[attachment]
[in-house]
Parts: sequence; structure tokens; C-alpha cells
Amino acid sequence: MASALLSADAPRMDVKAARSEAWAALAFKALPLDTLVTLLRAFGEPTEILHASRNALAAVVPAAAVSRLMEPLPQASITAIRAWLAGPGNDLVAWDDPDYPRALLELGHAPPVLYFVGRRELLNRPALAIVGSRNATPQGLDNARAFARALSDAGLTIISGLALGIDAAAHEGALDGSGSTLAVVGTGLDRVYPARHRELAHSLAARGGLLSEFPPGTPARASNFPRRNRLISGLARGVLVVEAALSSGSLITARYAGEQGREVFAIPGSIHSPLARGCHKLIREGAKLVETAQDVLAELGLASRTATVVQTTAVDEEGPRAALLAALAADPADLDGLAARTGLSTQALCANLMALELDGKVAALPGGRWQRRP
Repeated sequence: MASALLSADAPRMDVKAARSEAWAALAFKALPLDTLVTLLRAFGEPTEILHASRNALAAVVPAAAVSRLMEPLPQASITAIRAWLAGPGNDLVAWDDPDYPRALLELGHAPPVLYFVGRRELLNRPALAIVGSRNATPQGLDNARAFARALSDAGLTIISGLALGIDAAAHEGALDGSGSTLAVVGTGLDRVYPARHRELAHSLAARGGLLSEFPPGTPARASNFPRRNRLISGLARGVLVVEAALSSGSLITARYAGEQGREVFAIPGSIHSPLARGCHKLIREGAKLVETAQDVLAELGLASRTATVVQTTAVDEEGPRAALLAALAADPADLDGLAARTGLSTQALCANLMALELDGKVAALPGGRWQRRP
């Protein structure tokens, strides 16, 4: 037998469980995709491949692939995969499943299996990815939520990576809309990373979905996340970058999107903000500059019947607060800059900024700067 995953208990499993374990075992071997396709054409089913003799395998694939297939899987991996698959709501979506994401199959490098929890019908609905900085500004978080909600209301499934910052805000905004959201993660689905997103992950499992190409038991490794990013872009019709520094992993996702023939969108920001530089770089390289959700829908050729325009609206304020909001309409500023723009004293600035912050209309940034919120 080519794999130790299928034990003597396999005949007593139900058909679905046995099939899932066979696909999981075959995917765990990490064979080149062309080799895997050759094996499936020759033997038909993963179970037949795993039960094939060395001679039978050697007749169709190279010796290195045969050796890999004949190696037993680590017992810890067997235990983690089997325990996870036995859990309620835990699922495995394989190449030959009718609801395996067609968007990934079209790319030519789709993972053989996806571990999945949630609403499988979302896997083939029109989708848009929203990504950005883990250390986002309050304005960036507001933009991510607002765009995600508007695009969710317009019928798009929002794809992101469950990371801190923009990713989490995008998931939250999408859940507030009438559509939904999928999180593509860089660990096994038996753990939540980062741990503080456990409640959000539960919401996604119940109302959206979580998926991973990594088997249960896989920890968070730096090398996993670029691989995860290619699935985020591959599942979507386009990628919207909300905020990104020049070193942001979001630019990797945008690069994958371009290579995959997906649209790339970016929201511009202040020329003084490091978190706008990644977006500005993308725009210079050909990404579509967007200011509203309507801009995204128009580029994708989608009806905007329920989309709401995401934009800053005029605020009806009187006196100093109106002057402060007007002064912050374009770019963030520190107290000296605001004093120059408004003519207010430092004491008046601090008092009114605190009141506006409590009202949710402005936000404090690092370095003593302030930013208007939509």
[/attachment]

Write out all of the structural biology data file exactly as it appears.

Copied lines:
[in-house]
Parts: sequence; structure tokens; C-alpha cells
Amino acid sequence: MASALLSADAPRMDVKAARSEAWAALAFKALPLDTLVTLLRAFGEPTEILHASRNALAAVVPAAAVSRLMEPLPQASITAIRAWLAGPGNDLVAWDDPDYPRALLELGHAPPVLYFVGRRELLNRPALAIVGSRNATPQGLDNARAFARALSDAGLTIISGLALGIDAAAHEGALDGSGSTLAVVGTGLDRVYPARHRELAHSLAARGGLLSEFPPGTPARASNFPRRNRLISGLARGVLVVEAALSSGSLITARYAGEQGREVFAIPGSIHSPLARGCHKLIREGAKLVETAQDVLAELGLASRTATVVQTTAVDEEGPRAALLAALAADPADLDGLAARTGLSTQALCANLMALELDGKVAALPGGRWQRRP
Repeated sequence: MASALLSADAPRMDVKAARSEAWAALAFKALPLDTLVTLLRAFGEPTEILHASRNALAAVVPAAAVSRLMEPLPQASITAIRAWLAGPGNDLVAWDDPDYPRALLELGHAPPVLYFVGRRELLNRPALAIVGSRNATPQGLDNARAFARALSDAGLTIISGLALGIDAAAHEGALDGSGSTLAVVGTGLDRVYPARHRELAHSLAARGGLLSEFPPGTPARASNFPRRNRLISGLARGVLVVEAALSSGSLITARYAGEQGREVFAIPGSIHSPLARGCHKLIREGAKLVETAQDVLAELGLASRTATVVQTTAVDEEGPRAALLAALAADPADLDGLAARTGLSTQALCANLMALELDGKVAALPGGRWQRRP
């Protein structure tokens, strides 16, 4: 037998469980995709491949692939995969499943299996990815939520990576809309990373979905996340970058999107903000500059019947607060800059900024700067 995953208990499993374990075992071997396709054409089913003799395998694939297939899987991996698959709501979506994401199959490098929890019908609905900085500004978080909600209301499934910052805000905004959201993660689905997103992950499992190409038991490794990013872009019709520094992993996702023939969108920001530089770089390289959700829908050729325009609206304020909001309409500023723009004293600035912050209309940034919120 080519794999130790299928034990003597396999005949007593139900058909679905046995099939899932066979696909999981075959995917765990990490064979080149062309080799895997050759094996499936020759033997038909993963179970037949795993039960094939060395001679039978050697007749169709190279010796290195045969050796890999004949190696037993680590017992810890067997235990983690089997325990996870036995859990309620835990699922495995394989190449030959009718609801395996067609968007990934079209790319030519789709993972053989996806571990999945949630609403499988979302896997083939029109989708848009929203990504950005883990250390986002309050304005960036507001933009991510607002765009995600508007695009969710317009019928798009929002794809992101469950990371801190923009990713989490995008998931939250999408859940507030009438559509939904999928999180593509860089660990096994038996753990939540980062741990503080456990409640959000539960919401996604119940109302959206979580998926991973990594088997249960896989920890968070730096090398996993670029691989995860290619699935985020591959599942979507386009990628919207909300905020990104020049070193942001979001630019990797945008690069994958371009290579995959997906649209790339970016929201511009202040020329003084490091978190706008990644977006500005993308725009210079050909990404579509967007200011509203309507801009995204128009580029994708989608009806905007329920989309709401995401934009800053005029605020009806009187006196100093109106002057402060007007002064912050374009770019963030520190107290000296605001004093120059408004003519207010430092004491008046601090008092009114605190009141506006409590009202949710402005936000404090690092370095003593302030930013208007939509």